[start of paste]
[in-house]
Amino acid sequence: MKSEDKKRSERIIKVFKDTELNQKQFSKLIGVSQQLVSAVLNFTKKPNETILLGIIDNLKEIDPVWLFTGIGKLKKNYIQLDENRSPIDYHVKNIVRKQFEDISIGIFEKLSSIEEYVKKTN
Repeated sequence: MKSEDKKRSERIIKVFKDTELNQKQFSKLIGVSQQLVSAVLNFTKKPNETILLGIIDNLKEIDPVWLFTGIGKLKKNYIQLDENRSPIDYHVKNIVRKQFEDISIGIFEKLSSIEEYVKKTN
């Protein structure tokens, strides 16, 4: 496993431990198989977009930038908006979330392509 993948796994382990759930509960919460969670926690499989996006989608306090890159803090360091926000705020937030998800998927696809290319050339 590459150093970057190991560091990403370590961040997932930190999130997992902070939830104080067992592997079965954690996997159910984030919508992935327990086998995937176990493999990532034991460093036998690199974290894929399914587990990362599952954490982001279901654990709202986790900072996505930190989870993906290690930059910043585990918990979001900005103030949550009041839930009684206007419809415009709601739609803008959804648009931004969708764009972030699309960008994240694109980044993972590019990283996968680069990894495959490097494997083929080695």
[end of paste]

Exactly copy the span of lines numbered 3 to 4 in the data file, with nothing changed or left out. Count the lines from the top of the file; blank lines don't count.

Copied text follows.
Repeated sequence: MKSEDKKRSERIIKVFKDTELNQKQFSKLIGVSQQLVSAVLNFTKKPNETILLGIIDNLKEIDPVWLFTGIGKLKKNYIQLDENRSPIDYHVKNIVRKQFEDISIGIFEKLSSIEEYVKKTN
């Protein structure tokens, strides 16, 4: 496993431990198989977009930038908006979330392509 993948796994382990759930509960919460969670926690499989996006989608306090890159803090360091926000705020937030998800998927696809290319050339 590459150093970057190991560091990403370590961040997932930190999130997992902070939830104080067992592997079965954690996997159910984030919508992935327990086998995937176990493999990532034991460093036998690199974290894929399914587990990362599952954490982001279901654990709202986790900072996505930190989870993906290690930059910043585990918990979001900005103030949550009041839930009684206007419809415009709601739609803008959804648009931004969708764009972030699309960008994240694109980044993972590019990283996968680069990894495959490097494997083929080695």